I also involved my children as much as I could in my treatment process. When I realized I was going to lose my hair, I asked my children if they wanted to have a "cut off Mommy's hair party."
The last time I lost my hair, I was in tears. This time, thanks to my children, could not have been more different.
They giggled and laughed the whole time, helping us lighten a hard task and take control of a situation that was definitely out of control. My children could say they cut my hair off before the chemotherapy made it fall out.
I couldn't control when I would and would not be strong enough to attend my children's many activities. So I never made promises I might not keep. But whenever I could manage it, I was there, just as I always had been before cancer.
The diagnosis of cancer is hard. I always say it affects not only the patient but the family as a whole. When looking back at what I have gone through, I can honestly say I would not have made it this far without my family. I used them as a source of strength on the days I thought I just would not make it. One day, I hope my children can use me and this journey as a source of strength to get through their hard times as well.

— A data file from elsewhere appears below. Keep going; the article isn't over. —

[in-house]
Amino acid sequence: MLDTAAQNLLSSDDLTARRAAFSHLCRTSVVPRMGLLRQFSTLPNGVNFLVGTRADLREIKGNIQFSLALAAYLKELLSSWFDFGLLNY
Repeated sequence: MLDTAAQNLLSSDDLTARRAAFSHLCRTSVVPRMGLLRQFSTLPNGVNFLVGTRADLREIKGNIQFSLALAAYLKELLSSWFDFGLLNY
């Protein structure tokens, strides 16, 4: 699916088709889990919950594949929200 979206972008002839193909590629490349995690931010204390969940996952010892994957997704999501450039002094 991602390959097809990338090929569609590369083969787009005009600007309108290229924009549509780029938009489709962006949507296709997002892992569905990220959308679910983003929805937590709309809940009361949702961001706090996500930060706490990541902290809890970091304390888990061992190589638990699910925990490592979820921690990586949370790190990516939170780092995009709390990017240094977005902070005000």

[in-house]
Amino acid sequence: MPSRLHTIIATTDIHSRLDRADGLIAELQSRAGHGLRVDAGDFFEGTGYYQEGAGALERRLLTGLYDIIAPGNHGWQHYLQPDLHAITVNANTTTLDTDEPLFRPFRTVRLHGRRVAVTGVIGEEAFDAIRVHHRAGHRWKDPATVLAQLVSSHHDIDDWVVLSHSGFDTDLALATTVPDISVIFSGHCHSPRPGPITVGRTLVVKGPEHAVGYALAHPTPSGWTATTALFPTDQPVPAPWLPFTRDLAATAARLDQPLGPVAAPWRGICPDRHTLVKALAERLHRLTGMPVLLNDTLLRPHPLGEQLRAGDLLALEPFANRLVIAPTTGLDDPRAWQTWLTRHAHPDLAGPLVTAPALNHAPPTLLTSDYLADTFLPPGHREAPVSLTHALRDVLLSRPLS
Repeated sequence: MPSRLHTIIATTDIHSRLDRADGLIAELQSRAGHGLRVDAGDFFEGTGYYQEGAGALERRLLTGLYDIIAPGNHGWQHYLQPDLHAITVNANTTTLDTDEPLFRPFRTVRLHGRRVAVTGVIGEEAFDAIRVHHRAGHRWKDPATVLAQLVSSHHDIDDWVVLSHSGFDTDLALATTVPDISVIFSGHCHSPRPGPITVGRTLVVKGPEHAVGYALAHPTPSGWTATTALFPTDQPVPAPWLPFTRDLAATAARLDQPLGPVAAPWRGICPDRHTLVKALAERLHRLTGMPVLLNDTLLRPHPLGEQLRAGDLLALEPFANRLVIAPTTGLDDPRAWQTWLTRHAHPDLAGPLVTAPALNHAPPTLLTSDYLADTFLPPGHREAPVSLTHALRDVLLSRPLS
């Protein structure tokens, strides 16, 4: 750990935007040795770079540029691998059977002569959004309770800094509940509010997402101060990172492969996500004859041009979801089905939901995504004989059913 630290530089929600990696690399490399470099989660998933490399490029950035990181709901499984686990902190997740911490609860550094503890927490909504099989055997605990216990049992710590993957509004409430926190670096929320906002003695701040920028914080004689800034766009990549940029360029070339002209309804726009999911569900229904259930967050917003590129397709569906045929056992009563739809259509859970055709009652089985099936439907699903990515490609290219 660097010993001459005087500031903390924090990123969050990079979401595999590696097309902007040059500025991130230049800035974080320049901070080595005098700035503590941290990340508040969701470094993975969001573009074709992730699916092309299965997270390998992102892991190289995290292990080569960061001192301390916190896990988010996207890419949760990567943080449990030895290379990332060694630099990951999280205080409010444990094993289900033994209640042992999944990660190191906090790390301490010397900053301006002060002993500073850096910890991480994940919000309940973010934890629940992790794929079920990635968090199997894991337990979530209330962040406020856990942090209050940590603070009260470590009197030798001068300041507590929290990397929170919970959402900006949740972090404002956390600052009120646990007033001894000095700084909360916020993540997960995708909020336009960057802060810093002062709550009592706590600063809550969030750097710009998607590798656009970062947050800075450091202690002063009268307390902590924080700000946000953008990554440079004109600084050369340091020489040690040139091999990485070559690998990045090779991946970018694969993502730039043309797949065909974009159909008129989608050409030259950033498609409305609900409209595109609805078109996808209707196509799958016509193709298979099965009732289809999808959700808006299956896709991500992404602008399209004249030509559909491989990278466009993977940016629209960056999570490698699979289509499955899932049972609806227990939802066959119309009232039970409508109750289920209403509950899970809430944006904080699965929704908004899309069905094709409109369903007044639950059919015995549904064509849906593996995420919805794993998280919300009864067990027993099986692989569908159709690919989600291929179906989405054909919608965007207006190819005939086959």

Kerri Conner Matchett, who lives in Jenkintown with her family, is the author of "My Mommy Has Cancer But She Is OK!" a book she wrote to help children cope. Kerri is co-founder with her mother, Anita T. Conner, of Praise Is the Cure, a nonprofit initiative whose mission is to eliminate disparities among black women by providing education, access to breast health screenings and treatments, and support services for breast cancer patients, survivors, and their families. Their annual Week of Hope, Health and Healing is Sept. 30 through Oct. 7, and will feature events for survivors and their families. Get the full schedule and ticket information at http://praiseisthecure.org/